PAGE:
On top of that, Officer Goodson, who was driving the police wagon, is also facing two charges of manslaughter by vehicle (one gross negligence, one criminal negligence) and one charge of second degree murder that could carry a 30-year prison sentence. Mayor Stephanie Rawlings-Blake said that five of the six officers are now in custody, and that “there will be justice” for Gray and his family.
Baltimore’s police union also demanded that a special prosecutor be appointed to handle the case against the officers. In an open letter to Mosby released Friday, Fraternal Order of Police president Gene Ryan voiced concern at her “many conflicts of interest” in the case, noting the prosecutor’s “close relationship” with the Gray family attorney, who donated $5,000 to her 2014 campaign. Ryan also charged that the political future of Mosby’s husband Nick, a Baltimore city councilman, would be “directly impacted” by the case.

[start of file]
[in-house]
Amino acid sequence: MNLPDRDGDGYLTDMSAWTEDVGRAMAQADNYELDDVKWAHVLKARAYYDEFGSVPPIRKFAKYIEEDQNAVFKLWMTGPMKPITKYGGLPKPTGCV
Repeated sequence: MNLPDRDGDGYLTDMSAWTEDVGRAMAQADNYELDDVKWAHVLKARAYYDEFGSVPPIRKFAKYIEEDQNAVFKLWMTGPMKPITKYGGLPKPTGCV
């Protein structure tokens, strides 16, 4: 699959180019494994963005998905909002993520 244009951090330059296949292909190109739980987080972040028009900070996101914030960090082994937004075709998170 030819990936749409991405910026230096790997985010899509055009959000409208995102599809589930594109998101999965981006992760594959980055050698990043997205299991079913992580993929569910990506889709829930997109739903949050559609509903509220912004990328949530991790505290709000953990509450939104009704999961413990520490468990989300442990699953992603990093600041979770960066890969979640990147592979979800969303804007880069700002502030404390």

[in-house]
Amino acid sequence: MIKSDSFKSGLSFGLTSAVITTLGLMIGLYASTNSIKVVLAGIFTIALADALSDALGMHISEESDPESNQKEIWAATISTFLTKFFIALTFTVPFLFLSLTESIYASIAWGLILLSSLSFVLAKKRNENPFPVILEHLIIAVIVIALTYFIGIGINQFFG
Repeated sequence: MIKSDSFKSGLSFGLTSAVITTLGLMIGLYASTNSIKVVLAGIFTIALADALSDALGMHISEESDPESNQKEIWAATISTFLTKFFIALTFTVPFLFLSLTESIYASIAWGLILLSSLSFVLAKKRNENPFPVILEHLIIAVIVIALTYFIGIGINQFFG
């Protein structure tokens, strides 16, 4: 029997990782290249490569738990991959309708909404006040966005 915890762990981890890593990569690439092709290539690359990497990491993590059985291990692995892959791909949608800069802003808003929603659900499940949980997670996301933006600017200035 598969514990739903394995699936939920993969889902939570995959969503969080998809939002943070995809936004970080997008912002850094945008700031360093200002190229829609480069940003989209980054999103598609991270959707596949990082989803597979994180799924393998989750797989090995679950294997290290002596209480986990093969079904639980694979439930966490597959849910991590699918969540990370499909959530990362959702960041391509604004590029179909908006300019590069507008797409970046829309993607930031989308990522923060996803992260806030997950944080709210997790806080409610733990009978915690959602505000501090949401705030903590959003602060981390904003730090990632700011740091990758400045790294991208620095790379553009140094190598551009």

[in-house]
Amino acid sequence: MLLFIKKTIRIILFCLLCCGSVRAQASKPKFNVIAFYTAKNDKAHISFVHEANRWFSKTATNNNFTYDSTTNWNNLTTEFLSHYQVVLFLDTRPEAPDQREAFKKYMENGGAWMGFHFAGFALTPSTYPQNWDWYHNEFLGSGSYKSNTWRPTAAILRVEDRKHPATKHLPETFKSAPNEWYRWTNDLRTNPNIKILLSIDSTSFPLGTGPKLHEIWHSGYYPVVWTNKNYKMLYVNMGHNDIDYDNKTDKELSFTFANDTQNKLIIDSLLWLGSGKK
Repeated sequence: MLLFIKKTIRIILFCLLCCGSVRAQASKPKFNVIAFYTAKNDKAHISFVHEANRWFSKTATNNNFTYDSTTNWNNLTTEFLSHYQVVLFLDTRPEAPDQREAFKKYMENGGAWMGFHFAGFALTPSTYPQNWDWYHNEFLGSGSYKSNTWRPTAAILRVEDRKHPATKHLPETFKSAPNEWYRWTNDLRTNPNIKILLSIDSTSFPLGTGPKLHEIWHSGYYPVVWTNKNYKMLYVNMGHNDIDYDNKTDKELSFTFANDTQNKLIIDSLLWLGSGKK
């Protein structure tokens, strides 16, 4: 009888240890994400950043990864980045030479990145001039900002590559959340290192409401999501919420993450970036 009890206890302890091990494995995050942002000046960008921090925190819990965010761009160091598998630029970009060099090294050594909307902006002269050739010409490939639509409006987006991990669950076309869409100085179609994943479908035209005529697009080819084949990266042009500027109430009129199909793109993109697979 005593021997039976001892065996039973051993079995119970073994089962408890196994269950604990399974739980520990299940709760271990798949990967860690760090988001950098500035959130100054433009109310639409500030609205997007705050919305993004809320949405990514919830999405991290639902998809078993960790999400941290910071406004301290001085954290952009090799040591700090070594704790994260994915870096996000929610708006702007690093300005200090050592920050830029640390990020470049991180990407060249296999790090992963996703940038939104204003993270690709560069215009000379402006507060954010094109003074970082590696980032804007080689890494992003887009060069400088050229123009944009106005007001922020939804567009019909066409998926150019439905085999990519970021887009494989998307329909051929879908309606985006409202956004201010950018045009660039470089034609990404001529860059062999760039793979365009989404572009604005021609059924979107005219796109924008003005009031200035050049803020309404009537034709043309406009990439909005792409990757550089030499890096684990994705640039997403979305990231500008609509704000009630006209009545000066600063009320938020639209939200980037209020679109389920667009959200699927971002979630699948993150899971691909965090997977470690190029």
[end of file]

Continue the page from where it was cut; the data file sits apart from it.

Freddie Gray’s fatal encounter with police began just before 9 a.m. on April 12, when he was arrested after he made eye contact with a police officer and ran. He was caught 40 seconds later and arrested after police found a knife in his pocket. The officers cuffed him, allegedly denying his request for an inhaler, and put him in the back of a police wagon where he was later shackled.
Mosby said that Gray was “at no point secured by a seatbelt,” and was lying on his stomach head first on the floor of the wagon. After four stops and at least one request for medical assistance, Gray was removed from the van and taken to the hospital with severe injuries that nearly severed his spine. He succumbed his injuries a week later.
Mosby announced Friday that her team found that the officers had “failed to establish probable cause for Mr. Gray’s arrest, as no crime had been committed.” She also noted that the knife found in Gray’s pocket was not a switchblade, “and is lawful” under Maryland law.
Mosby emphasized on Friday that she was the daughter of two police officers and comes from a long line of law enforcement. “These accusations of these six officers are not an indictment on the entire force,” she said. “The actions of these officers will not and should not damage in any way the important working relationships of police and prosecutors. Thank you for your courage, commitment and sacrifice for the betterment of our communities.”